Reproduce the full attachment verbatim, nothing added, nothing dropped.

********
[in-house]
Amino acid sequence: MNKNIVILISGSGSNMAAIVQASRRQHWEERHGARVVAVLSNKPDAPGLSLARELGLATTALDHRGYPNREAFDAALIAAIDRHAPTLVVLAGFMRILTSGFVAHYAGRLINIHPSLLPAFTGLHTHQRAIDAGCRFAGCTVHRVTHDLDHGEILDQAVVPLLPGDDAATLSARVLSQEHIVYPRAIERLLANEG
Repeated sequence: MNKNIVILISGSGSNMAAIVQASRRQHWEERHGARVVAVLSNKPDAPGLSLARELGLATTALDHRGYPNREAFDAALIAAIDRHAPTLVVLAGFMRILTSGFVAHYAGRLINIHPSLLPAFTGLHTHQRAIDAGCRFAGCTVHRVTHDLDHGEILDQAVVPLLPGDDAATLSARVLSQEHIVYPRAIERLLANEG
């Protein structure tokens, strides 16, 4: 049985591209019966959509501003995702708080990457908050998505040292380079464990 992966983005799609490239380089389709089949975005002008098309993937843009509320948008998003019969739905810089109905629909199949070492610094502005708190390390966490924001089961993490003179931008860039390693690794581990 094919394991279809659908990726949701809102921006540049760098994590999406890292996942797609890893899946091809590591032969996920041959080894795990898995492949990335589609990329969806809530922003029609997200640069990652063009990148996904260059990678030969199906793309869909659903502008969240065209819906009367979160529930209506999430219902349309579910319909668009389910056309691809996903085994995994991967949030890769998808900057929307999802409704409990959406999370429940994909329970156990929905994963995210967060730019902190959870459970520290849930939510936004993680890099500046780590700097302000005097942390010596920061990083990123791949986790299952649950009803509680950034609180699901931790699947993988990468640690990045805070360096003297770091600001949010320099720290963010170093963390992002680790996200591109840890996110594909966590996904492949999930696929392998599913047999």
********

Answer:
[in-house]
Amino acid sequence: MNKNIVILISGSGSNMAAIVQASRRQHWEERHGARVVAVLSNKPDAPGLSLARELGLATTALDHRGYPNREAFDAALIAAIDRHAPTLVVLAGFMRILTSGFVAHYAGRLINIHPSLLPAFTGLHTHQRAIDAGCRFAGCTVHRVTHDLDHGEILDQAVVPLLPGDDAATLSARVLSQEHIVYPRAIERLLANEG
Repeated sequence: MNKNIVILISGSGSNMAAIVQASRRQHWEERHGARVVAVLSNKPDAPGLSLARELGLATTALDHRGYPNREAFDAALIAAIDRHAPTLVVLAGFMRILTSGFVAHYAGRLINIHPSLLPAFTGLHTHQRAIDAGCRFAGCTVHRVTHDLDHGEILDQAVVPLLPGDDAATLSARVLSQEHIVYPRAIERLLANEG
């Protein structure tokens, strides 16, 4: 049985591209019966959509501003995702708080990457908050998505040292380079464990 992966983005799609490239380089389709089949975005002008098309993937843009509320948008998003019969739905810089109905629909199949070492610094502005708190390390966490924001089961993490003179931008860039390693690794581990 094919394991279809659908990726949701809102921006540049760098994590999406890292996942797609890893899946091809590591032969996920041959080894795990898995492949990335589609990329969806809530922003029609997200640069990652063009990148996904260059990678030969199906793309869909659903502008969240065209819906009367979160529930209506999430219902349309579910319909668009389910056309691809996903085994995994991967949030890769998808900057929307999802409704409990959406999370429940994909329970156990929905994963995210967060730019902190959870459970520290849930939510936004993680890099500046780590700097302000005097942390010596920061990083990123791949986790299952649950009803509680950034609180699901931790699947993988990468640690990045805070360096003297770091600001949010320099720290963010170093963390992002680790996200591109840890996110594909966590996904492949999930696929392998599913047999």